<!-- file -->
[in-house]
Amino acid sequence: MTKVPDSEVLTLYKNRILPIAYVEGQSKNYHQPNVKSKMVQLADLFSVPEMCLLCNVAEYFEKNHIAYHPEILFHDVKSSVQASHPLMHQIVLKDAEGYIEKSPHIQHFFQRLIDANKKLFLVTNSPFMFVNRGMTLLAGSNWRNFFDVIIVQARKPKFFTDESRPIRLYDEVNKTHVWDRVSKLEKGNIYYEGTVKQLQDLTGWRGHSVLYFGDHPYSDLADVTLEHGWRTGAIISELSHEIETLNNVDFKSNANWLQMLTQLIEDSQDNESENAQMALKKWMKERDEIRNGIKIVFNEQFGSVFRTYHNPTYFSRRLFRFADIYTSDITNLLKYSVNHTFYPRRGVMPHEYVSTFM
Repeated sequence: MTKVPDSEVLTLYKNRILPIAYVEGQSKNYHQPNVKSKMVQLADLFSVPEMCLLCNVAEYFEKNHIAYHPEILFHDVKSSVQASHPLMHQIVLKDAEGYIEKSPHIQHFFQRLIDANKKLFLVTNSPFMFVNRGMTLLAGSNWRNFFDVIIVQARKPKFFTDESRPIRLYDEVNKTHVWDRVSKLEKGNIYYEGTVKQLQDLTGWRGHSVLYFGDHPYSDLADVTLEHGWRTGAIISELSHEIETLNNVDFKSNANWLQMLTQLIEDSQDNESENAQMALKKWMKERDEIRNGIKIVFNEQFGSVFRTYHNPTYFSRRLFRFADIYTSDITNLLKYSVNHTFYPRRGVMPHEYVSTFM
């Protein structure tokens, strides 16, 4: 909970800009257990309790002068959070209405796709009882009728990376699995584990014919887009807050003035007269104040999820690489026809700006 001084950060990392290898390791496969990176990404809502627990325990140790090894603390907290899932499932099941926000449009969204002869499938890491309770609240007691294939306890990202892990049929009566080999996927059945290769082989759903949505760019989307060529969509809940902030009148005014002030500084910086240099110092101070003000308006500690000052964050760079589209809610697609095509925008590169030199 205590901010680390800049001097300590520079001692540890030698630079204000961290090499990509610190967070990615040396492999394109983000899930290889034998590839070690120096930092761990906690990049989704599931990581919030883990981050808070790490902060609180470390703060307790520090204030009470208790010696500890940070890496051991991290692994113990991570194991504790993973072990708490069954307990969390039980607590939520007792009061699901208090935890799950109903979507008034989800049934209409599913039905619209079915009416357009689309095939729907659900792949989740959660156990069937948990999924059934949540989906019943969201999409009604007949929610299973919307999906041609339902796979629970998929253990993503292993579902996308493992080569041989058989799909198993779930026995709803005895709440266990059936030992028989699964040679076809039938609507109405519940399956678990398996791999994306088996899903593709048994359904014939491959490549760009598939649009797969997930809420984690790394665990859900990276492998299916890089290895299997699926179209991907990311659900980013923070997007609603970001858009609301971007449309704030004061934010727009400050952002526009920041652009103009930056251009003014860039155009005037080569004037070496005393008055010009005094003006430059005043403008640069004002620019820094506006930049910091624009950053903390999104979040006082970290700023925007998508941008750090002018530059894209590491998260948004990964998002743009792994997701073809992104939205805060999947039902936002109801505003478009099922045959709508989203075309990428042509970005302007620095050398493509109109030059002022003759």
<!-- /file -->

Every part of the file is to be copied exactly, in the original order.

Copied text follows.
[in-house]
Amino acid sequence: MTKVPDSEVLTLYKNRILPIAYVEGQSKNYHQPNVKSKMVQLADLFSVPEMCLLCNVAEYFEKNHIAYHPEILFHDVKSSVQASHPLMHQIVLKDAEGYIEKSPHIQHFFQRLIDANKKLFLVTNSPFMFVNRGMTLLAGSNWRNFFDVIIVQARKPKFFTDESRPIRLYDEVNKTHVWDRVSKLEKGNIYYEGTVKQLQDLTGWRGHSVLYFGDHPYSDLADVTLEHGWRTGAIISELSHEIETLNNVDFKSNANWLQMLTQLIEDSQDNESENAQMALKKWMKERDEIRNGIKIVFNEQFGSVFRTYHNPTYFSRRLFRFADIYTSDITNLLKYSVNHTFYPRRGVMPHEYVSTFM
Repeated sequence: MTKVPDSEVLTLYKNRILPIAYVEGQSKNYHQPNVKSKMVQLADLFSVPEMCLLCNVAEYFEKNHIAYHPEILFHDVKSSVQASHPLMHQIVLKDAEGYIEKSPHIQHFFQRLIDANKKLFLVTNSPFMFVNRGMTLLAGSNWRNFFDVIIVQARKPKFFTDESRPIRLYDEVNKTHVWDRVSKLEKGNIYYEGTVKQLQDLTGWRGHSVLYFGDHPYSDLADVTLEHGWRTGAIISELSHEIETLNNVDFKSNANWLQMLTQLIEDSQDNESENAQMALKKWMKERDEIRNGIKIVFNEQFGSVFRTYHNPTYFSRRLFRFADIYTSDITNLLKYSVNHTFYPRRGVMPHEYVSTFM
């Protein structure tokens, strides 16, 4: 909970800009257990309790002068959070209405796709009882009728990376699995584990014919887009807050003035007269104040999820690489026809700006 001084950060990392290898390791496969990176990404809502627990325990140790090894603390907290899932499932099941926000449009969204002869499938890491309770609240007691294939306890990202892990049929009566080999996927059945290769082989759903949505760019989307060529969509809940902030009148005014002030500084910086240099110092101070003000308006500690000052964050760079589209809610697609095509925008590169030199 205590901010680390800049001097300590520079001692540890030698630079204000961290090499990509610190967070990615040396492999394109983000899930290889034998590839070690120096930092761990906690990049989704599931990581919030883990981050808070790490902060609180470390703060307790520090204030009470208790010696500890940070890496051991991290692994113990991570194991504790993973072990708490069954307990969390039980607590939520007792009061699901208090935890799950109903979507008034989800049934209409599913039905619209079915009416357009689309095939729907659900792949989740959660156990069937948990999924059934949540989906019943969201999409009604007949929610299973919307999906041609339902796979629970998929253990993503292993579902996308493992080569041989058989799909198993779930026995709803005895709440266990059936030992028989699964040679076809039938609507109405519940399956678990398996791999994306088996899903593709048994359904014939491959490549760009598939649009797969997930809420984690790394665990859900990276492998299916890089290895299997699926179209991907990311659900980013923070997007609603970001858009609301971007449309704030004061934010727009400050952002526009920041652009103009930056251009003014860039155009005037080569004037070496005393008055010009005094003006430059005043403008640069004002620019820094506006930049910091624009950053903390999104979040006082970290700023925007998508941008750090002018530059894209590491998260948004990964998002743009792994997701073809992104939205805060999947039902936002109801505003478009099922045959709508989203075309990428042509970005302007620095050398493509109109030059002022003759």